NFC is causing quite a buzz in the techno world. For those who have never heard anything about this; NFC (Near Field Communication) can be defined as a form of wireless connectivity technology that provides for a convenient short-range communication between two electronic devices. NFC allows to conveniently connect various devices to offer rapid and easy communication.
The NFC technology is compatible on a number of devices including; smartphones, laptops and other devices. Once the technology is fully equipped in some of these devices, it creates a form of connections that allows the devices to share information with nothing other than just a simple swipe or tap. Do you remember the tap-to-pay types of credit cards? Guess what! The NFC technology is the one responsible for the revolutionary mobile payment technologies.
In some cases, NFC is used interchangeably with RFID meaning Radio Frequency Identification. In reality though, NFC is a newer version/ a mere extension of RFID. There are a number of features differentiating these two kinds of technology:
a) RFID offers waves with very long ranges whereas NFC limits the wave range to within 4 inches. The ability of NFC to offer limited range of communication makes it perfect and secure for applications in area requiring paying for items or logging in securely to a certain location.
b) NFC is also known for its ability to allow for a two way communication meaning that you can easily exchange data between two devices instantaneously. With NFC, it is much easier to transfer photos and contacts between devices. RFID is slightly different as it only uses a one way reading of technology.
The dominance of the technology in the newer devices can never be overemphasized. It is a well-known fact that nowadays, majority of the smartphone if not all them come fully equipped with the NFC technology. The list is certainly exhaustive: ranging from Google Nexus variants to HTC phones. However, not all smartphones are equipped with this technology. The recently released iPhone 5 is one of them. It is believed that Apple is comfortable with its Passbook feature hence they do not feel the need to equip their devices with NFC.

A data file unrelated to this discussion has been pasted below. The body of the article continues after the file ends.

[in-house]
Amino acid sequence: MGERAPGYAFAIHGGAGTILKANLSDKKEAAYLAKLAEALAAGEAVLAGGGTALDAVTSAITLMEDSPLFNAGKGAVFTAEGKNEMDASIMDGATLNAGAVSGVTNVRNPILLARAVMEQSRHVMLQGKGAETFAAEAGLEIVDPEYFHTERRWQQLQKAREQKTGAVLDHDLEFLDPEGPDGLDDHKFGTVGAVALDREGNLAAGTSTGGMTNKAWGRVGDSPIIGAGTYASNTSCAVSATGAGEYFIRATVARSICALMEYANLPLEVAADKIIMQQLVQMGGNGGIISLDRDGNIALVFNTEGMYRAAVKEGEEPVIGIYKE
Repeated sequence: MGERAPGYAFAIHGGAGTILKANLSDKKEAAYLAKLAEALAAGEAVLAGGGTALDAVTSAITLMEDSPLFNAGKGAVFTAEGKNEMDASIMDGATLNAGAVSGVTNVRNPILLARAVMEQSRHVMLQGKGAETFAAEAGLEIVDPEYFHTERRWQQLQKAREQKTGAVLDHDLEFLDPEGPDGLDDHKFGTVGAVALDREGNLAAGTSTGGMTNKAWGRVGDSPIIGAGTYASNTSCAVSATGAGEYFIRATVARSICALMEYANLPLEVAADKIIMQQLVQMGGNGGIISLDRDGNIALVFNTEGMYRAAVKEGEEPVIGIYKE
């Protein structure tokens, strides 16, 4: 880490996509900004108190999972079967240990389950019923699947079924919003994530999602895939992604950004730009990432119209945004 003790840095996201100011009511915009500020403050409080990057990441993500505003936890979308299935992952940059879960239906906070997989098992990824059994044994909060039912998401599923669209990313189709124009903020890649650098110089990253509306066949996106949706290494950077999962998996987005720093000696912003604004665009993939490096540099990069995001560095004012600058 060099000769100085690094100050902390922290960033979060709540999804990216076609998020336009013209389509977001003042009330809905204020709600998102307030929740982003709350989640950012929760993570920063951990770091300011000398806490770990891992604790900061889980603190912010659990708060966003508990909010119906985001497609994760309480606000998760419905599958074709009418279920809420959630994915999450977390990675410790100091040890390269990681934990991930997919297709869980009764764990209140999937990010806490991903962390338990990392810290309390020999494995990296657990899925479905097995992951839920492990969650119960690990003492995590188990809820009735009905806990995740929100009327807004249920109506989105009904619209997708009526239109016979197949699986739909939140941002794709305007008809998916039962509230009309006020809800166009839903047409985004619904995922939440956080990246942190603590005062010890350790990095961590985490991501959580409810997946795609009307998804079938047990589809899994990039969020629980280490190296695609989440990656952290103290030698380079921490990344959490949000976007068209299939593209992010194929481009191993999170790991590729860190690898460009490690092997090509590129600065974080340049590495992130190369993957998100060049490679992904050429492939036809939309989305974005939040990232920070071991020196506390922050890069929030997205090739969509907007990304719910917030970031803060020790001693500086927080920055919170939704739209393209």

How does it work?
The idea behind NFC technology on smartphones is to allow for the replacement of your cash and credit cards. In most cases, the technology is associated with the ”mobile wallet” concept. The NFC technology works in such a way that it allows the consumer to make a purchase with a single tap or a wave of your phone. With a single tap, you can pay for your groceries or even redeem coupons or offers.
A more realistic example can be derived from the partnership between Google Wallet and MasterCard PayPass. In such a case, as a consumer, you can use Google Wallet to easily store all your major credit and debit cards. In exchange, you get a ”virtual MasterCard” that allows you to pay for your purchases wherever and whenever the PayPass Scanners are.
While the main usage of NFC is for making payments but there are some other fields where NFC Technology is starting to evolve such as door technology. This involves installing keyless door lock on your door which allows you to lock and unlock your door safely using a remote control or smartphone when placed in the field of door reader. This means you no longer you have to worry about carrying keys with yourself. In case you don’t have your remote or smartphone with you, you could even use a unique PIN which can be entered into the keypad of your door. This company here seem to be leading the march with NFC door technology.
Applications of NFC
The technology has a number of uses or applications including:
- Touch and Go – it can be applied on applications such as access control, transport and in ticketing of events. In such cases, the user only needs to bring the device with the tickets close to the reader. In addition to this, the technology can also be implemented on data capture applications to help with picking up of Internet URL from a smart label that is found on a poster.
- Touch and confirm –it can be used in applications involving mobile payment to help with the confirmation of a user interaction. In most cases it is used in scenarios where the user has to confirm his interaction by entering a password or by simply accepting the transaction.
- Touch and connect – NFC has the ability of allowing two phones to be connected and exchange information. Here, the two connected NFC-enabled devices can allow for the transfer of data, allow for downloading of music and even provide for the synchronization of the address books.
- Touch and explore – devices that are equipped with NFC technology offer a consumer more than one possible function. As the user, it’s up to you to explore the device and its capabilities in order to figure out the services it is capable of offering.